Dig It: Don't forget about spring nectar
Gardens can act as important stepping stones between nature reserves and other natural habitat by offering abundant supplies of nectar. Butterflies will visit any garden, however small, if they can feed from suitable nectar plants and a well thought out garden can attract up to 18 species of butterfly. If you manage your patch to create breeding habitat you may see even more.
Tips on how to attract butterflies
- Butterflies like warmth so choose sunny, sheltered spots when planting nectar plants.
- Choose different plants to attract a wider variety of species. Place the same types of plant together in blocks.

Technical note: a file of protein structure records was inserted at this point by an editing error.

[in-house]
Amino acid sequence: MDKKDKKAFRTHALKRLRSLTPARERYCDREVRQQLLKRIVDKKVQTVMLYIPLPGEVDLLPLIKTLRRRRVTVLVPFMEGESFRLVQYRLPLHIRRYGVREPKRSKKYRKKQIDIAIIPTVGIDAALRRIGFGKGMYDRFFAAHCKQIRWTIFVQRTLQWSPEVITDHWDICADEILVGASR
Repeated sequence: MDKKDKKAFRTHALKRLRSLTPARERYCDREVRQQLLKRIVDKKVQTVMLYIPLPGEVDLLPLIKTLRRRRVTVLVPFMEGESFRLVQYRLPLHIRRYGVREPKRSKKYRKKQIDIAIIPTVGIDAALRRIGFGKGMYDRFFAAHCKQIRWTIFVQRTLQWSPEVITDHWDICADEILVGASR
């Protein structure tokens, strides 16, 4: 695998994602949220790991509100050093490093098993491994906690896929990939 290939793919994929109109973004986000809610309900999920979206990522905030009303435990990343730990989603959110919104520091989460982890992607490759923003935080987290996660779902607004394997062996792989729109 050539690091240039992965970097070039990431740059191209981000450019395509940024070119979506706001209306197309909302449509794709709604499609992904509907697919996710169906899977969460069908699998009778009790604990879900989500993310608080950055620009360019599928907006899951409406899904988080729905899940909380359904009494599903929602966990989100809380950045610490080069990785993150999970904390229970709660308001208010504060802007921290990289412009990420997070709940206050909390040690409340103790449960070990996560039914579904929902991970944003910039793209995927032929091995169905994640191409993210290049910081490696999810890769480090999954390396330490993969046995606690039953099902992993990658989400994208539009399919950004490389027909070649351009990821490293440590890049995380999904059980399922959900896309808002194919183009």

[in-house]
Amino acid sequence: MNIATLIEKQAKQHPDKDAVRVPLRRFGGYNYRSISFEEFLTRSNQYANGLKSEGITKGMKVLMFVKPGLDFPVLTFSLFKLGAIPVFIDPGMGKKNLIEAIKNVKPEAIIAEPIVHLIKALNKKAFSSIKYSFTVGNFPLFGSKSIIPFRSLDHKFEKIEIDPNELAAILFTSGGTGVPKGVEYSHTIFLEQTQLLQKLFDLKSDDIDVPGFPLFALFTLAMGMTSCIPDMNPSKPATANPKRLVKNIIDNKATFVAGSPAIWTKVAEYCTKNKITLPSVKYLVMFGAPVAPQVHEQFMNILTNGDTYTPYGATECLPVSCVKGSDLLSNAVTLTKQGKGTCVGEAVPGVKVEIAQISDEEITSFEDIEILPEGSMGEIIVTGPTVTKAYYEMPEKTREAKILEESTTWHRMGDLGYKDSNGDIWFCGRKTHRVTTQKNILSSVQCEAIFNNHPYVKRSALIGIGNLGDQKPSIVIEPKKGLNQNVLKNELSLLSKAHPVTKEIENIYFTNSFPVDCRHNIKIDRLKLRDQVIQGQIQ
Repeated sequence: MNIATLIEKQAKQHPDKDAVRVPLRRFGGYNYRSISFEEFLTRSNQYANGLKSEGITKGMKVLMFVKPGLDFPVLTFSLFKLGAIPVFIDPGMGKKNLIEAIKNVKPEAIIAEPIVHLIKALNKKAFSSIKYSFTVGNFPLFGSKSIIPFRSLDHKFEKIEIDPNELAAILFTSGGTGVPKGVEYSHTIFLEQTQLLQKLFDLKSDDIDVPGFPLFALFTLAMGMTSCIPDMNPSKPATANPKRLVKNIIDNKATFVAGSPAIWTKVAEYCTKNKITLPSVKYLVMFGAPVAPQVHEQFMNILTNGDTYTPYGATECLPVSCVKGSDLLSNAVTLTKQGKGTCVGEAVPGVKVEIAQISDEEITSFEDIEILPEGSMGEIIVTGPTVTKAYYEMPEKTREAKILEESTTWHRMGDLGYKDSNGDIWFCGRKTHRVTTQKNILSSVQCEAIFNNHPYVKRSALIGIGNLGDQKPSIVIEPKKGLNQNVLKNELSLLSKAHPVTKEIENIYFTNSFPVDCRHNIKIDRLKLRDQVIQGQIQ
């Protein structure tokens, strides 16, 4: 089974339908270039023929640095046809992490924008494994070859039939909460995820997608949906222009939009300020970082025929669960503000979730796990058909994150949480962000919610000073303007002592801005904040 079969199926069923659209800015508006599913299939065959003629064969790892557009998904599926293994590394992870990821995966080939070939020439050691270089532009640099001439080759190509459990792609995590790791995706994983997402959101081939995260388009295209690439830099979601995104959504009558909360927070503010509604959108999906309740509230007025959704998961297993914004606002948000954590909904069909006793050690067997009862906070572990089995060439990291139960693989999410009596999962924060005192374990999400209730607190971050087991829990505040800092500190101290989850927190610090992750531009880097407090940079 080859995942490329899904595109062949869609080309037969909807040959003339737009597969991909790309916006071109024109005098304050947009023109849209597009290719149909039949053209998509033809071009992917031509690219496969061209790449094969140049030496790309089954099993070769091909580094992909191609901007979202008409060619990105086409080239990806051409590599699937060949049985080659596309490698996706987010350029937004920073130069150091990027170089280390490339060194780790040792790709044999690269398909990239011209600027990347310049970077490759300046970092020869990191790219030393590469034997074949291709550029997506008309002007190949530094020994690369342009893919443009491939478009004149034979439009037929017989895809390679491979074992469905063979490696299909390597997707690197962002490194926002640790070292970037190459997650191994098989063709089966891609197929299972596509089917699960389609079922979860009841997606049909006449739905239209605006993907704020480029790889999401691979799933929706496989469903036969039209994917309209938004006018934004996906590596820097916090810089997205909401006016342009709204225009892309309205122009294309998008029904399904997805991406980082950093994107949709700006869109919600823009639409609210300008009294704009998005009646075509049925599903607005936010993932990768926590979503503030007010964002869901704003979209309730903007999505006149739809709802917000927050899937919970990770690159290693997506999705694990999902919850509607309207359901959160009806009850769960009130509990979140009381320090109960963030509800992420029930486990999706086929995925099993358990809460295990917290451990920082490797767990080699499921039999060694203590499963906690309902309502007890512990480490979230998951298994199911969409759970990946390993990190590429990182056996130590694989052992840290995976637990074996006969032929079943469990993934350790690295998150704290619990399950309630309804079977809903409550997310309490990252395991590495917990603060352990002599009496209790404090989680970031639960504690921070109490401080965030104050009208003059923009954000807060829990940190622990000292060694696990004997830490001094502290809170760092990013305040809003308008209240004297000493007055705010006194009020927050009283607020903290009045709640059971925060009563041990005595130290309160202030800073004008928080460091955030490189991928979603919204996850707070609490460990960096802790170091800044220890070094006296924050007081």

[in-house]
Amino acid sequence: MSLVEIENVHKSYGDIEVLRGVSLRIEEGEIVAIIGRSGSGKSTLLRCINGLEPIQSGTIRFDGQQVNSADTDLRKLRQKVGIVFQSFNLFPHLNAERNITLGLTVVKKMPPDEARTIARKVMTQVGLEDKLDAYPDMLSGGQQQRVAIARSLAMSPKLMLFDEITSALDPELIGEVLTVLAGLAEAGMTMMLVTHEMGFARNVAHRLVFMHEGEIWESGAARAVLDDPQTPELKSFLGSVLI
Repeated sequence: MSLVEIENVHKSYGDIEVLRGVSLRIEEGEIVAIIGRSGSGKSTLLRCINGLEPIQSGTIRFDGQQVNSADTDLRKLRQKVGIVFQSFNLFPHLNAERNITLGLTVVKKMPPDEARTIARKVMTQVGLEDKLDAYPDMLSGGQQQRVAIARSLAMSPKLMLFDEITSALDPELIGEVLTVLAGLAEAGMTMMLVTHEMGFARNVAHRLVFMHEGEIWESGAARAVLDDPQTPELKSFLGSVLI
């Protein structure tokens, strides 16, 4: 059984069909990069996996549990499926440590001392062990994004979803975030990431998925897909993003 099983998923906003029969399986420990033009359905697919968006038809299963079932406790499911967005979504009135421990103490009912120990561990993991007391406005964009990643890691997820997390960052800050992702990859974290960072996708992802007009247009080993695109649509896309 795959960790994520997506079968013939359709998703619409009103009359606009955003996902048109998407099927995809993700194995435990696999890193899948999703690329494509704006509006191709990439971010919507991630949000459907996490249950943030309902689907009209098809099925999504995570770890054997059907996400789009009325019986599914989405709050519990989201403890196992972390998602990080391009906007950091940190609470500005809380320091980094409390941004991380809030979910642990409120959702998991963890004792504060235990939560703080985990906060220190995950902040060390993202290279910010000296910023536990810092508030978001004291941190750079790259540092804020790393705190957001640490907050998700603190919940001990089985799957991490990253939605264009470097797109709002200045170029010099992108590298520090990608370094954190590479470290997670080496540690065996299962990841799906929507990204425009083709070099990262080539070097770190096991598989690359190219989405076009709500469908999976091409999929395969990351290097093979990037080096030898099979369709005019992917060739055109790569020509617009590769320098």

- Try to provide flowers right through the butterfly season. Spring flowers are vital for butterflies coming out of hibernation and Autumn flowers help butterflies build up their reserves for winter.
- Prolong flowering by deadheading flowers, mulching with organic compost, and watering well to keep the plants healthy. Plants that are well-watered will produce far more nectar for hungry butterflies.
- Don't use insecticides and pesticides. They kill butterflies and many pollinating insects as well as ladybirds, ground beetles and spiders.
- Don't buy peat compost. Peat bogs are home to many special animals and plants, including the Large Heath butterfly, which is declining across Europe. There are now good alternatives available from garden centres.
The best plants for summer nectar
What else can I plant in my garden?
What about improving my garden?
|Butterfly Conservation - Gardening|